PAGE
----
Saturday 12 November 2011

B.C. skipper linked to cocaine shipment posed beside pile of cash


Just weeks before notorious B.C. skipper John Philip Stirling was caught near Colombia on a boat full of cocaine, he sent his neighbour in Chase — a community in B.C.'s Shuswap region — photos of himself lying on the floor beside a giant pile of money.


In the accompanying email, Stirling told Shawn Martin that he wouldn't repay cash he owed him despite being flush after a recent trip to the South American cocaine centre.


Bizarre details of Stirling's feud with his neighbours, Martin and his mother Myrna Beckman, over loans totalling $30,000 are laid out in a suit and counter-suit filed in August and September in Kamloops Supreme Court and obtained the Vancouver Sun.


Stirling was arrested by the U.S. Coast Guard on Oct. 18 just north of Colombia with 400 kilograms of cocaine secreted aboard his sailboat. He is currently detained in a Miami Detention Centre where he told officials "there was nothing wrong with cocaine trafficking and that the United States should mind its own business."


"He further remarked that if Canada didn't have such high taxes, (he and his co-accused) could get legitimate jobs."


If allegations in the B.C. court documents are accurate, some in the town of 2,500 were aware of Stirling's plan to import cocaine.


Martin and Beckman, who live down the road from Stirling and his wife Marlene, say in their court claim they heard at a barbecue last March "that the plaintiff John Stirling was in Colombia setting up a massive cocaine deal."


Martin and Beckman said their efforts to get repayment on several loans to the Stirlings were met with threats and harassment.


They also said accusations by the Stirlings that the neighbours were the aggressors in the dispute are ridiculous — Martin has dwarfism and gets around with crutches and a wheelchair; his mother, 63, is his caregiver.


Both Martin and Beckman declined to comment to the Sun because their case is before the courts. Marlene Stirling did not return calls.


The documents show that Stirling, a 60-year-old convicted cocaine trafficker, struck first against his neighbours, filing a suit on Aug. 29 asking for $10 million in damages.


Stirling said in a brief synopsis that over the last two years, his disabled neighbour and mom have threatened the Stirlings "with bodily harm and death."


"The defendants have written the plaintiffs blackmail letters for money," Stirling wrote. "The defendants have caused anxiety, depression, stress, loss of sleep requiring medical care to the petitioners.


"The defendants have caused travel to become necessary from Colombia for John Stirling at great expense and loss from work to protect his family . . . The defendants have or have attempted to hire Hells Angels to cause murder or physical harm to the plaintiffs and have made statements by phone and email of that intent," the Stirling claim said.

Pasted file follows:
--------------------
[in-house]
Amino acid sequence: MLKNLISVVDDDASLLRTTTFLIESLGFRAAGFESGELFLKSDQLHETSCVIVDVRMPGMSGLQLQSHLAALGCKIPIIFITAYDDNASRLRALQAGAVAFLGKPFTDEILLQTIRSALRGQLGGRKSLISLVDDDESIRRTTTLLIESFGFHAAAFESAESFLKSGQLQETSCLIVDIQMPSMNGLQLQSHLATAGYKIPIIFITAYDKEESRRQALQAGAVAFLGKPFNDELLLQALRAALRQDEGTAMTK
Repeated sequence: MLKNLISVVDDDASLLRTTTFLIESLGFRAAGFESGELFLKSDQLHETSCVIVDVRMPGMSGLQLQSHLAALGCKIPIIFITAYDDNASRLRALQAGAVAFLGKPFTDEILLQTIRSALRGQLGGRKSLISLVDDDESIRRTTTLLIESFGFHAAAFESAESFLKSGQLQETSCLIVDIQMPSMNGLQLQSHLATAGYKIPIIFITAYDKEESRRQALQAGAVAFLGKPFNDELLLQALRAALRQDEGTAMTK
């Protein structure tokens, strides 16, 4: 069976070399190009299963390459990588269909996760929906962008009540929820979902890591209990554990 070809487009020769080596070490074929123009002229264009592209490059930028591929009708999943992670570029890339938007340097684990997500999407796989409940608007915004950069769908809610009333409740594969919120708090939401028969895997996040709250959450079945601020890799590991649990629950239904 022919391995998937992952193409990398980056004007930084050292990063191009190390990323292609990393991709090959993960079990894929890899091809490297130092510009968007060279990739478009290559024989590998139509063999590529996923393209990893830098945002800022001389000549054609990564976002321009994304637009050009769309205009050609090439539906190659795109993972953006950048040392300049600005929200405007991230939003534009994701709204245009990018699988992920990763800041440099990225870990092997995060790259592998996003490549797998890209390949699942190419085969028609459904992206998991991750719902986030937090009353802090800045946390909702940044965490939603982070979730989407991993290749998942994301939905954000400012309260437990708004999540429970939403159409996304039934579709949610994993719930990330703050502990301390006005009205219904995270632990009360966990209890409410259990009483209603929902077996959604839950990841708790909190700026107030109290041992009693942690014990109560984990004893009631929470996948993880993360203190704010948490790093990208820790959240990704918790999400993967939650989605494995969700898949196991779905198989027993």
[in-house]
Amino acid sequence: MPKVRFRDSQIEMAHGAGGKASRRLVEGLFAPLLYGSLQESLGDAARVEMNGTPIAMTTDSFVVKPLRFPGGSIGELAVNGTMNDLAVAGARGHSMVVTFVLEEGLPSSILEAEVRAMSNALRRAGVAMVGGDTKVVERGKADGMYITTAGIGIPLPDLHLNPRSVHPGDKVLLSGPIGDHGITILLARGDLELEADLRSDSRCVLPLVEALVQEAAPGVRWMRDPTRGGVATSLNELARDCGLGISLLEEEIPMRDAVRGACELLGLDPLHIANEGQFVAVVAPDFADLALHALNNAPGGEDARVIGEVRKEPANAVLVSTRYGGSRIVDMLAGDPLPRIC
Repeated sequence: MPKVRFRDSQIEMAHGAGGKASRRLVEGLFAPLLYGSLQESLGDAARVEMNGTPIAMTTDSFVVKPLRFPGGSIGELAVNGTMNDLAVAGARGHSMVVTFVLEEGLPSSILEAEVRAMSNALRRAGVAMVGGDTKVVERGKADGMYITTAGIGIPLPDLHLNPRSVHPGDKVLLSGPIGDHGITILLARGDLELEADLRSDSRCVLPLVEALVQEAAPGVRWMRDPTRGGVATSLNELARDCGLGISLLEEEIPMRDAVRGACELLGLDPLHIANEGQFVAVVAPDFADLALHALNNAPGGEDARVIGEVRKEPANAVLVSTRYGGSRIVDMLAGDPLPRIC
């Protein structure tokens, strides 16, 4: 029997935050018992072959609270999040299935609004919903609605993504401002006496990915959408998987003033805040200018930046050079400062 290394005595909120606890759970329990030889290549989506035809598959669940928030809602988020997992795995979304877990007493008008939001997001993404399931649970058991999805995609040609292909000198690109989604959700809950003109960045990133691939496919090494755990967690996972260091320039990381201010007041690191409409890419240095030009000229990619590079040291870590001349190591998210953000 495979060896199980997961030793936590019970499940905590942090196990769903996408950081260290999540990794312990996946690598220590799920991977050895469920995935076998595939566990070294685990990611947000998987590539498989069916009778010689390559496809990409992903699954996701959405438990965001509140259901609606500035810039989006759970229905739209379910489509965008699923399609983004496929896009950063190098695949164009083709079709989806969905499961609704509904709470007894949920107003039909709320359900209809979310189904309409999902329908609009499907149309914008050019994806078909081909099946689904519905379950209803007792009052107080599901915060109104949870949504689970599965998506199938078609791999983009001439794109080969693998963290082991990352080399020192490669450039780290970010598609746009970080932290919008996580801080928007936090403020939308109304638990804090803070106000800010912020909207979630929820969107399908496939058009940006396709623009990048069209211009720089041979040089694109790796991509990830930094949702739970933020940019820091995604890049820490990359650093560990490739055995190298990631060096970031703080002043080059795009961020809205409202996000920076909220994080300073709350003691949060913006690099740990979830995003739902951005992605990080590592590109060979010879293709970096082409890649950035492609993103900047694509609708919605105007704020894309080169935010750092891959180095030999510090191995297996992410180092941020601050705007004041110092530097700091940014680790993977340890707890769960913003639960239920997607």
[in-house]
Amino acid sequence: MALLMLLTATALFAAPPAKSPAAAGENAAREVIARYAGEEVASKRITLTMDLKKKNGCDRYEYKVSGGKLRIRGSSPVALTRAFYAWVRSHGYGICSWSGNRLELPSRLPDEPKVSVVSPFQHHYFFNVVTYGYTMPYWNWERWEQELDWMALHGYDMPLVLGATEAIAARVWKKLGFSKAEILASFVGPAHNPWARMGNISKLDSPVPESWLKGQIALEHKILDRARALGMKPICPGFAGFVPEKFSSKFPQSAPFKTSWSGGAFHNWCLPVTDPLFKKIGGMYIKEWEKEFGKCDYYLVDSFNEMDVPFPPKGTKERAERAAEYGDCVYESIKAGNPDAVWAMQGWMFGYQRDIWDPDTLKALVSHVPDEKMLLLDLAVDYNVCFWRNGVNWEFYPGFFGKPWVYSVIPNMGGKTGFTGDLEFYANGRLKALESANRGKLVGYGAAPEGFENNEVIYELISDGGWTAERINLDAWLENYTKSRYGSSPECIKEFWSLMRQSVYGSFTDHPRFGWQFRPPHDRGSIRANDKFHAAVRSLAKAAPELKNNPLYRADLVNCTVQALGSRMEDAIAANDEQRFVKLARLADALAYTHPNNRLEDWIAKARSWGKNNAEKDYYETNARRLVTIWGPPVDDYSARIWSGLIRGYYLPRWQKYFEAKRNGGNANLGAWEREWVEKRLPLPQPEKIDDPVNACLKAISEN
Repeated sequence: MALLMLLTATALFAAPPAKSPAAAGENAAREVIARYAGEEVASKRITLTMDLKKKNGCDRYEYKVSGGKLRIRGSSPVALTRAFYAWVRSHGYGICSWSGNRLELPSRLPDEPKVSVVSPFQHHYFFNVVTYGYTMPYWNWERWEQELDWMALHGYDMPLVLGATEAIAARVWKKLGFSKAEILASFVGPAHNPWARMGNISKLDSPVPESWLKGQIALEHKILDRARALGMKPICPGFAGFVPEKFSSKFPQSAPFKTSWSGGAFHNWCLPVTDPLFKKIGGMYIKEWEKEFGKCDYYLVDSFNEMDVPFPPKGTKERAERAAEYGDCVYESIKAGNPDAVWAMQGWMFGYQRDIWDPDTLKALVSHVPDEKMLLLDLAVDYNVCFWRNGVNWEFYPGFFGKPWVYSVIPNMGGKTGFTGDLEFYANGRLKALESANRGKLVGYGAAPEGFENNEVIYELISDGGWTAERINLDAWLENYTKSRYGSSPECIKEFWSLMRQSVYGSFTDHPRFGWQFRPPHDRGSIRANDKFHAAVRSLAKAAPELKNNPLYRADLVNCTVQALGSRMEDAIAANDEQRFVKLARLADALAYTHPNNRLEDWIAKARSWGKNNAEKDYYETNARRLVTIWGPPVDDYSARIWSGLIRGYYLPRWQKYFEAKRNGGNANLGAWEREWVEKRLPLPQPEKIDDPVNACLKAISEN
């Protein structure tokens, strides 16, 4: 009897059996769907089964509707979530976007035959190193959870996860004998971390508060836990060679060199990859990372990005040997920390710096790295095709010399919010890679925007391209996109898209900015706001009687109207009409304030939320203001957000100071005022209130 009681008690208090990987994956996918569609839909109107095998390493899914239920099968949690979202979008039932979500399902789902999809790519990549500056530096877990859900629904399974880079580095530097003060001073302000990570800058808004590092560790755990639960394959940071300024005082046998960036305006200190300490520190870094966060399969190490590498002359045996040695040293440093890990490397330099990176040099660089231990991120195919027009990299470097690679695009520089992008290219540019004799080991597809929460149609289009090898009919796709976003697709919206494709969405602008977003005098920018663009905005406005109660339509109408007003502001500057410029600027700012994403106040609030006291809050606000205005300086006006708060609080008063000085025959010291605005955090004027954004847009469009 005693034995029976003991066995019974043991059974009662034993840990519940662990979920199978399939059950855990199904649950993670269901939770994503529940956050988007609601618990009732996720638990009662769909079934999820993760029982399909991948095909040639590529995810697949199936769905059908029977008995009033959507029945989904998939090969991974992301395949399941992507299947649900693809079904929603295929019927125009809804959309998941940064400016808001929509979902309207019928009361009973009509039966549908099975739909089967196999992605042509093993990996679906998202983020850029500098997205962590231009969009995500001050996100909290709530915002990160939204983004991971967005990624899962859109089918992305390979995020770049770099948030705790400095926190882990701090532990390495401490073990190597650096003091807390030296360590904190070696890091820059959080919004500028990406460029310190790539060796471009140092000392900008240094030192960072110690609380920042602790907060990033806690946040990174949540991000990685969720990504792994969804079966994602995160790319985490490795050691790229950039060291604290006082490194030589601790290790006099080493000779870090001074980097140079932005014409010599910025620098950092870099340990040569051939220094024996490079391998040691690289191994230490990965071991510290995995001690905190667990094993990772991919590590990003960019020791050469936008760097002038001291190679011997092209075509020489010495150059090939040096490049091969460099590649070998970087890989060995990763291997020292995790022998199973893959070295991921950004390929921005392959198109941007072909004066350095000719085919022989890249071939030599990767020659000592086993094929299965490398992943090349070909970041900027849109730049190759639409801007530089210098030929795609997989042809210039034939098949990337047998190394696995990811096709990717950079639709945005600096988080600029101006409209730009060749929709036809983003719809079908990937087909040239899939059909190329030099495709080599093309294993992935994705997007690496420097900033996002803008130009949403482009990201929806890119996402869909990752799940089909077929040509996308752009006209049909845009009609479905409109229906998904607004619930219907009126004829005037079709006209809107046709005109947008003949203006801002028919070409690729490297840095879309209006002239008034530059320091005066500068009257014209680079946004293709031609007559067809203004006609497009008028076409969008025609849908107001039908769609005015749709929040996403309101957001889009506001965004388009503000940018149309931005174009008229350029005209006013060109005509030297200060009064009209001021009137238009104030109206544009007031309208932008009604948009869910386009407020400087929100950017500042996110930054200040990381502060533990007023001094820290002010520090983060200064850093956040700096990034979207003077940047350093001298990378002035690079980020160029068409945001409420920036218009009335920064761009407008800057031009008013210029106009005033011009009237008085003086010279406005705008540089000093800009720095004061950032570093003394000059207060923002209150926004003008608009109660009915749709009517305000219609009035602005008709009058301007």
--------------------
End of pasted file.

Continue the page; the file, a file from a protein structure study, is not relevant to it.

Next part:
The neighbours fired back in a detailed defence filed Sept. 14, denying all the allegations and making a counter-claim.


They said that, unlike Stirling, they have no criminal record and no connection to the notorious biker gang.


"The defendants do not know any Hells Angels or Hells Angels associates and have never had dealings with them or hired them to do anything," Martin and Beckman said, adding the only information they have about the Angels came from the Stirlings themselves.


"The plaintiff Marlene Stirling also told the defendants that two Hells Angels members sat at her kitchen table and had coffee on multiple different times," the documents said.


They said they learned in an Internet search of Stirling's 2001 bust on his fishing boat, the Western Wind, with 2.5 tonnes of cocaine owned by the Hells Angels. He was never charged.


Tensions escalated between the former friends in August, when Stirling "was back from Colombia and was bragging that he had two suitcases full of money containing in excess of $200,000," the mother-son team said.


Martin fired off an email, "asking John to pay the rest of the money the plaintiffs owed the defendants for loans from June 1, 2007, to Feb. 23, 2011."


On Aug. 23, Stirling sent his neighbours "an email with a picture of him laying on the floor of his Adams' Lake residence with a pile of money in front of him, holding a piece of paper with Aug. 19, 2011, written on it," the claim said.


The email said: "I told you if you waited you would have got paid, but since you didn't, you will never receive a dime and everyone else has been paid back for their investment but you."


They said Stirling warned them that he would go to court and ruin them if they didn't back off.


"The defendants have videotape evidence of the plaintiff John Stirling threatening to kill more than one person at gunpoint," the documents said.


"On Sept. 10, 2011, the defendants were informed that the plaintiff John Stirling has been seeking to hire people to burn down the defendants' house and cause physical harm to them."


Martin and Beckman said "a man calling himself Ryan showed up at the defendants' residence wearing a black leather jacket with a Hells Angel patch and was looking for the plaintiff John Stirling because John apparently owed this guy Ryan money."


Martin said in the court statement that he called Stirlings' house and warned Marlene that someone was looking for John "and that he sounded really p—ed off."